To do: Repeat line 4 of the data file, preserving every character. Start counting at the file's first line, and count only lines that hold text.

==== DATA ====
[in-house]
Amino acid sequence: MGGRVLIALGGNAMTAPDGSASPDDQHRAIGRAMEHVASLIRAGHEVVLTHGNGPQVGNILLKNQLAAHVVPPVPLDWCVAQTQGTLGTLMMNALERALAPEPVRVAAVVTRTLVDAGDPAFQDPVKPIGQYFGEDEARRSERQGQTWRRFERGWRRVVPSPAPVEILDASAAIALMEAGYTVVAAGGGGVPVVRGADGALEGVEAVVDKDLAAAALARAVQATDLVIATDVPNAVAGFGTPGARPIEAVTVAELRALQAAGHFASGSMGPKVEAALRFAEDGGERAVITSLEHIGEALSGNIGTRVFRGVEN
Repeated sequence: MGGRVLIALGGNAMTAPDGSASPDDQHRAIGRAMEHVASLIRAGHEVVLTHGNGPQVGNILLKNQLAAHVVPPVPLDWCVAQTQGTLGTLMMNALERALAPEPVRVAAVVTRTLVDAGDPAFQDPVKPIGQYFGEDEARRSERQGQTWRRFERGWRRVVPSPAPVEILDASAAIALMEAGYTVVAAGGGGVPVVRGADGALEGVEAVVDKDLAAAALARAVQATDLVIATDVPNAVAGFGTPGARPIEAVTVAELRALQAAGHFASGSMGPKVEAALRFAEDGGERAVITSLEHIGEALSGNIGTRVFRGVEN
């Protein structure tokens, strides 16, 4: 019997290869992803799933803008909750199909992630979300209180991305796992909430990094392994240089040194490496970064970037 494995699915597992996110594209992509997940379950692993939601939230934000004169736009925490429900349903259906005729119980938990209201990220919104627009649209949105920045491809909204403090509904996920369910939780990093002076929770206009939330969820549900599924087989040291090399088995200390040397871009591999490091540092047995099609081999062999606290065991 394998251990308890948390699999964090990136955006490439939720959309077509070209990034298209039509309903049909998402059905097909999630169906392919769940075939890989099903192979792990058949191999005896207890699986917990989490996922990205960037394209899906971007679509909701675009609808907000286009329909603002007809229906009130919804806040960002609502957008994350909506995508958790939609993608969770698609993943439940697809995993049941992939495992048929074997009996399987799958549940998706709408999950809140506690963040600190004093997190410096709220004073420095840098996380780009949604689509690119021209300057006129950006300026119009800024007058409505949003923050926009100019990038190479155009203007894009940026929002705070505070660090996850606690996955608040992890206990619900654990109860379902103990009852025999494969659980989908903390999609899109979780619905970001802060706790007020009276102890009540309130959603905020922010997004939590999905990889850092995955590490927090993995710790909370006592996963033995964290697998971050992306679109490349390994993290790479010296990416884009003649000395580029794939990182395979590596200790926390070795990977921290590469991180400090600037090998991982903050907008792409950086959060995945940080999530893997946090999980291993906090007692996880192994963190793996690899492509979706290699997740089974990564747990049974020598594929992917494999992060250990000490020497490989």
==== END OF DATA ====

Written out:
């Protein structure tokens, strides 16, 4: 019997290869992803799933803008909750199909992630979300209180991305796992909430990094392994240089040194490496970064970037 494995699915597992996110594209992509997940379950692993939601939230934000004169736009925490429900349903259906005729119980938990209201990220919104627009649209949105920045491809909204403090509904996920369910939780990093002076929770206009939330969820549900599924087989040291090399088995200390040397871009591999490091540092047995099609081999062999606290065991 394998251990308890948390699999964090990136955006490439939720959309077509070209990034298209039509309903049909998402059905097909999630169906392919769940075939890989099903192979792990058949191999005896207890699986917990989490996922990205960037394209899906971007679509909701675009609808907000286009329909603002007809229906009130919804806040960002609502957008994350909506995508958790939609993608969770698609993943439940697809995993049941992939495992048929074997009996399987799958549940998706709408999950809140506690963040600190004093997190410096709220004073420095840098996380780009949604689509690119021209300057006129950006300026119009800024007058409505949003923050926009100019990038190479155009203007894009940026929002705070505070660090996850606690996955608040992890206990619900654990109860379902103990009852025999494969659980989908903390999609899109979780619905970001802060706790007020009276102890009540309130959603905020922010997004939590999905990889850092995955590490927090993995710790909370006592996963033995964290697998971050992306679109490349390994993290790479010296990416884009003649000395580029794939990182395979590596200790926390070795990977921290590469991180400090600037090998991982903050907008792409950086959060995945940080999530893997946090999980291993906090007692996880192994963190793996690899492509979706290699997740089974990564747990049974020598594929992917494999992060250990000490020497490989």